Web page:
|Kevin Dean named head coach of Providence Bruins||07.18.16 at 11:06 am ET|
The Bruins named Kevin Dean head coach of the Providence Bruins Monday, a move that had seemed a strong possibility since the promotion of Bruce Cassidy to Boston.
A former defenseman who played 347 games in the NHL after four years at the University of New Hampshire, Dean served as an assistant coach on Cassidy’s staff for the last five seasons. This is the first AHL head coaching job for the 47-year-old, who spent one season as head coach of the Trenton Devils of the ECHL and four seasons as an assistant coach for the Lowell Devils of the AHL.
Cassidy and Jay Pandolfo were both promoted to Boston in May as assistant coaches on Claude Julien’s staff. Pandolfo had spent last season as the team’s director of player development.
|Bruins have begun negotiations with Brad Marchand on extension||07.15.16 at 1:27 pm ET|
WILMINGTON — Following the Bruins’ July 1 signings, general manager Don Sweeney said he would take a bit for the organization to catch its breath before proceeding on another key front: signing Brad Marchand to a contract extension.
Speaking at the end of the team’s annual development camp at Ristuccia Arena, Sweeney confirmed that he has indeed began negotiations with Marchand’s agent. Marchand, who is entering the final year of a contract that pays him an average of $4.5 million annually, will be 29 when his next contract starts in the 2017-18.
He won’t come cheap, as the 2006 third-round pick has established himself as an elite two-way player. Last season, Marchand finished sixth in the NHL with a career-high 37 goals. For an estimation of what Marchand might command, click here.
While former general manager Peter Chiarelli believed in signing players before they entered their walk years (with Patrice Bergeron, Zdeno Chara and David Krejci serving as examples), Sweeney’s first year as GM saw him negotiate with free-agent-to-be Loui Eriksson throughout the season before the team ultimately opted to let him walk in free agency.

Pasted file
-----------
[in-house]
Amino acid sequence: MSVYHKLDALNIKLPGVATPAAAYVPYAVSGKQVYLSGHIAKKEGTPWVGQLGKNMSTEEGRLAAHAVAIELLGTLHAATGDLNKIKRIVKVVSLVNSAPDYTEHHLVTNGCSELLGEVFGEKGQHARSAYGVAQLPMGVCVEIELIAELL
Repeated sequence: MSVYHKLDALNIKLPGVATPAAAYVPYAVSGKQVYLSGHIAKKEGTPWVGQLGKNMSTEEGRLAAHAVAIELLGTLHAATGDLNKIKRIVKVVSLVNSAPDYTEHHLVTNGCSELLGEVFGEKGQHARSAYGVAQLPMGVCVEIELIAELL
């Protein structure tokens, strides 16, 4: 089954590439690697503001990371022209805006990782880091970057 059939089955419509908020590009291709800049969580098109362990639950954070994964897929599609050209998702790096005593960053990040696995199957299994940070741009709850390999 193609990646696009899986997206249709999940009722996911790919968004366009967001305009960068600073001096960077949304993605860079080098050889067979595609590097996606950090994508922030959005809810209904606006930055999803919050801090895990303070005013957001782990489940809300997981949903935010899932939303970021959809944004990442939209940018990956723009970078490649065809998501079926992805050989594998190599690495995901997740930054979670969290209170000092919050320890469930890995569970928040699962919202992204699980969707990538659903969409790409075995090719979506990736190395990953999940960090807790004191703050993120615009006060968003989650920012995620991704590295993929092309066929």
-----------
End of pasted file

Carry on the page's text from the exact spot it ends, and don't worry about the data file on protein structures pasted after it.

Asked whether he was inclined to get something done quickly with Marchand (which would mean signing him at the highest point of his career) or waiting, Sweeney was noncommittal but stressed his intentions to keep the player, who would be an unrestricted free agent next July without a new deal.
“I think I’ve been pretty up front that I’d like to be aggressive in trying to identify from what we have, I’ve identified March as a core guy and we want to continue down that path,” Sweeney said. “It always takes two sides to make a deal, and I would envision that he’d like to be part of this organization for what could be arguably his whole career, but Brad has a say in this as well.”
Marchand said in November that his hope would be to stay with the team that drafted him for his whole career.
“When someone has played in one place as long as I have — and I know there’s guys that have been here longer than I have — it would be a dream come true to play here my whole career,” he said. “I understand the game and the business of things, but I think as long as I continue to work hard and hold up my end of the bargain, hopefully I can be here for a while. It is something that crosses my mind. I know that I have a year and a half left on my deal, but it is something I think about and I would obviously love to be here for a long time.”
|Bruins sign Colin Miller, Joe Morrow to new deals||07.14.16 at 9:43 am ET|
The Bruins have signed defensemen Colin Miller and Joe Morrow to new contracts, the team announced Thursday. General Fanager was the first to report the signings.